Genomatix Expands Operations in North America
News Jun 13, 2007
Genomatix Software GmbH has announced that is has expanded its operations in the North American market by forming a subsidiary company, Genomatix Software, Inc.
The new company, which will be headquartered in Ann Arbor, MI, was officially incorporated on May 14 and will provide sales, support, and marketing for the Genomatix product for all of North America.
“Because of the difficulties of doing business from such a great distance, the North American market share has been under-represented in terms of our overall global business”, said Klaus May, Chief Business Officer of Genomatix GmbH and Chairman of the Board of Genomatix Software, Inc. “We are very excited to have a subsidiary located in the heart of that market and will look forward to seeing our North American user base grow rapidly.”
Ann Arbor is also the home of the first Genomatix Training Academy outside of Europe. “Genomatix experienced extreme demand for training and education, well beyond a standard product training. Our scientific approaches to gene regulation and our innovative ways to look at microarray data enable us to teach university-like courses, digging deep into the underlying principles of biology. Our courses are well sought after graduate students and s scientists. Many professors use our material to teach their students eukaryotic gene regulation!” Klaus May continued.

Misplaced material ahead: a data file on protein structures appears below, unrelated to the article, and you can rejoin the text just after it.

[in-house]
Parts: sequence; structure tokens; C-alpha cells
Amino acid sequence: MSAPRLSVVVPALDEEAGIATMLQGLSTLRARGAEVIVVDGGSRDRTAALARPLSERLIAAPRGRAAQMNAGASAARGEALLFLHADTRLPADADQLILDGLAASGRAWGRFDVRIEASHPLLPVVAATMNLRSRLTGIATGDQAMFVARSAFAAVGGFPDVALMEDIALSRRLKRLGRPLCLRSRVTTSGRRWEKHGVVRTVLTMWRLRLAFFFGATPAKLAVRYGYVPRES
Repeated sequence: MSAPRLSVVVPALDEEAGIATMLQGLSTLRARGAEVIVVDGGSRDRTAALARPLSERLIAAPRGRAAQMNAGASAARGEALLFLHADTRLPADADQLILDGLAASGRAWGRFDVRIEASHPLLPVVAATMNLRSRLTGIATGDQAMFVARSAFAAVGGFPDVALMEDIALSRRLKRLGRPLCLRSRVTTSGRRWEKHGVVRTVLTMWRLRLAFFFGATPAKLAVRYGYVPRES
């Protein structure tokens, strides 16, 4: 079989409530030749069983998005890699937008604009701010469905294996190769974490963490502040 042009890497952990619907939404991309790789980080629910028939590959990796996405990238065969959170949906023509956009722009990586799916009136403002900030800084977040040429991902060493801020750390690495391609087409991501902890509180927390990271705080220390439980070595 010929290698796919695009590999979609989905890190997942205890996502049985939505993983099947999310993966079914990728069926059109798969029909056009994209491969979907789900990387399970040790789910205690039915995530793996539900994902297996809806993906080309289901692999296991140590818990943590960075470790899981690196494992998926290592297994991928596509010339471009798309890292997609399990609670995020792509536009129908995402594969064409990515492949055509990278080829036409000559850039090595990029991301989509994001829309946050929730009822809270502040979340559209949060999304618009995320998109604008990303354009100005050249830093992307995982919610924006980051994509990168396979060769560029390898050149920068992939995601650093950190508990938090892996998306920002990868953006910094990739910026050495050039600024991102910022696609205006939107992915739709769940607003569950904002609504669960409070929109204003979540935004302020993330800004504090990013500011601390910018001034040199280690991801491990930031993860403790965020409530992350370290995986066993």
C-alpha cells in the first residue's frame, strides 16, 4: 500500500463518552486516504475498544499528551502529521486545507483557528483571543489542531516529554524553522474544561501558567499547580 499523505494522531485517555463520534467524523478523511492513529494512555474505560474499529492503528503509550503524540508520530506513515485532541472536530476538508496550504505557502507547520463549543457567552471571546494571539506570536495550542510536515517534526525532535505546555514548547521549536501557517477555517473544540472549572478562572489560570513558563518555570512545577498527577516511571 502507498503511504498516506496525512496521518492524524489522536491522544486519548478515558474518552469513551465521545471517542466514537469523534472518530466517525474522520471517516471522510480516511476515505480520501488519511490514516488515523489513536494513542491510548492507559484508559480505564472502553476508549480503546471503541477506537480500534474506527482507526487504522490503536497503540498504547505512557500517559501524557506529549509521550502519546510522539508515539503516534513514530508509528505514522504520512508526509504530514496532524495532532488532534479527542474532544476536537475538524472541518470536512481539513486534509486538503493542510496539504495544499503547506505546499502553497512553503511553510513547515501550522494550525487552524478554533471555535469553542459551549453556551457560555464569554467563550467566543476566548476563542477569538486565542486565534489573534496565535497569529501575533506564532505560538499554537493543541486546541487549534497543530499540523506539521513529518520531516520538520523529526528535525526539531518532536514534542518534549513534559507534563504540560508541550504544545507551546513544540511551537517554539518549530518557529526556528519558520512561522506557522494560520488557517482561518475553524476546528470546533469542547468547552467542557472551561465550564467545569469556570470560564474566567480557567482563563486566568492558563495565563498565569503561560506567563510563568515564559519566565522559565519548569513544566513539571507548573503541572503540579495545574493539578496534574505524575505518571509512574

The new company will be headed by Peter Grant, Genomatix Software Inc.’s CEO, who brings a 25 year history of success in sales and business development focused on the discovery/development continuum of the pharmaceutical process.
Says Mr. Grant: “This is an incredible opportunity representing Genomatix in North America. We have an established reputation for excellent science, a global user base, and the broadest in-depth array of easy-to-use tools available in the marketplace focused on understanding eukaryote gene regulation. And the timing is perfect for capitalizing on the explosion of genomic data becoming available for analysis. We expect to grow our business here dramatically over the next 3 years and look forward to working closely with the Munich parent company to achieve our goals.”
Researchers have developed an artificial enzymatic pathway for synthesizing isoprenoids, or terpenes, in E. coli. This shorter, more efficient, cost-effective and customizable pathway transforms E. coli into a factory that can produce terpenes for use in everything from cancer drugs to biofuels.READ MORE